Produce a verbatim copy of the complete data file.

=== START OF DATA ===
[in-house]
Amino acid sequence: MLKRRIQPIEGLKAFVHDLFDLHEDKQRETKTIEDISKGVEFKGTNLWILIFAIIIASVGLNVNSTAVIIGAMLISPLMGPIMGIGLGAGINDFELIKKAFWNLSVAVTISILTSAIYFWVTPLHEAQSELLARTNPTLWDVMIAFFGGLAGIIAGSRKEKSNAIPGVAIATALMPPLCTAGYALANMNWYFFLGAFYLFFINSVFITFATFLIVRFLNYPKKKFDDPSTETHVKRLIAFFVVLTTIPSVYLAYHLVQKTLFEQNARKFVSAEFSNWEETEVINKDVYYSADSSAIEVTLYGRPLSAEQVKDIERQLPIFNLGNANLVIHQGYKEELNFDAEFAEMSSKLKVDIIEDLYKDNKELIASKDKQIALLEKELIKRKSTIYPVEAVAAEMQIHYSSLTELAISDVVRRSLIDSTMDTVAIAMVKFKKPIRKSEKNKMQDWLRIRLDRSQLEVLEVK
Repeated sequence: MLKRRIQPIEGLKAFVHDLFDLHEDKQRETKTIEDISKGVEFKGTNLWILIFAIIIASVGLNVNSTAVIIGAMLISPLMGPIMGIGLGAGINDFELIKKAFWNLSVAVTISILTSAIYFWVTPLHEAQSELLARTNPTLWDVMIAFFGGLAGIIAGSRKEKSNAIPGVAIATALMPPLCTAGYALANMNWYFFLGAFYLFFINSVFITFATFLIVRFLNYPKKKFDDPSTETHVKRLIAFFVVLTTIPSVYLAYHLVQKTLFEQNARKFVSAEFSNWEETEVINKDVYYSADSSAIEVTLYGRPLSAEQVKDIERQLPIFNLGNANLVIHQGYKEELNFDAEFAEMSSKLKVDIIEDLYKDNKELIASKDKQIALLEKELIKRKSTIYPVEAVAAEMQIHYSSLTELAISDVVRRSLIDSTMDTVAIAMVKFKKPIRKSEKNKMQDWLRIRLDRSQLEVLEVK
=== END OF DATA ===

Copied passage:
[in-house]
Amino acid sequence: MLKRRIQPIEGLKAFVHDLFDLHEDKQRETKTIEDISKGVEFKGTNLWILIFAIIIASVGLNVNSTAVIIGAMLISPLMGPIMGIGLGAGINDFELIKKAFWNLSVAVTISILTSAIYFWVTPLHEAQSELLARTNPTLWDVMIAFFGGLAGIIAGSRKEKSNAIPGVAIATALMPPLCTAGYALANMNWYFFLGAFYLFFINSVFITFATFLIVRFLNYPKKKFDDPSTETHVKRLIAFFVVLTTIPSVYLAYHLVQKTLFEQNARKFVSAEFSNWEETEVINKDVYYSADSSAIEVTLYGRPLSAEQVKDIERQLPIFNLGNANLVIHQGYKEELNFDAEFAEMSSKLKVDIIEDLYKDNKELIASKDKQIALLEKELIKRKSTIYPVEAVAAEMQIHYSSLTELAISDVVRRSLIDSTMDTVAIAMVKFKKPIRKSEKNKMQDWLRIRLDRSQLEVLEVK
Repeated sequence: MLKRRIQPIEGLKAFVHDLFDLHEDKQRETKTIEDISKGVEFKGTNLWILIFAIIIASVGLNVNSTAVIIGAMLISPLMGPIMGIGLGAGINDFELIKKAFWNLSVAVTISILTSAIYFWVTPLHEAQSELLARTNPTLWDVMIAFFGGLAGIIAGSRKEKSNAIPGVAIATALMPPLCTAGYALANMNWYFFLGAFYLFFINSVFITFATFLIVRFLNYPKKKFDDPSTETHVKRLIAFFVVLTTIPSVYLAYHLVQKTLFEQNARKFVSAEFSNWEETEVINKDVYYSADSSAIEVTLYGRPLSAEQVKDIERQLPIFNLGNANLVIHQGYKEELNFDAEFAEMSSKLKVDIIEDLYKDNKELIASKDKQIALLEKELIKRKSTIYPVEAVAAEMQIHYSSLTELAISDVVRRSLIDSTMDTVAIAMVKFKKPIRKSEKNKMQDWLRIRLDRSQLEVLEVK